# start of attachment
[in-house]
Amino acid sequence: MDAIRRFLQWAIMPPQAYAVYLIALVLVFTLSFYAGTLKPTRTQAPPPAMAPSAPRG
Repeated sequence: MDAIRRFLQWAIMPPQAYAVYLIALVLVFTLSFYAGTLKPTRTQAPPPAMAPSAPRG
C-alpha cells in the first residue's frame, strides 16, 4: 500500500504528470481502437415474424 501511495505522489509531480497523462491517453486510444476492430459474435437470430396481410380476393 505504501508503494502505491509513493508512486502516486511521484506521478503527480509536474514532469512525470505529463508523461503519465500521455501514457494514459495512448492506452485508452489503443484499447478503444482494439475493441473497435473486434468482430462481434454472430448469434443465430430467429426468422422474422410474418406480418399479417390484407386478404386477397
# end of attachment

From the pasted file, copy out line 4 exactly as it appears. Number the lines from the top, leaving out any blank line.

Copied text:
C-alpha cells in the first residue's frame, strides 16, 4: 500500500504528470481502437415474424 501511495505522489509531480497523462491517453486510444476492430459474435437470430396481410380476393 505504501508503494502505491509513493508512486502516486511521484506521478503527480509536474514532469512525470505529463508523461503519465500521455501514457494514459495512448492506452485508452489503443484499447478503444482494439475493441473497435473486434468482430462481434454472430448469434443465430430467429426468422422474422410474418406480418399479417390484407386478404386477397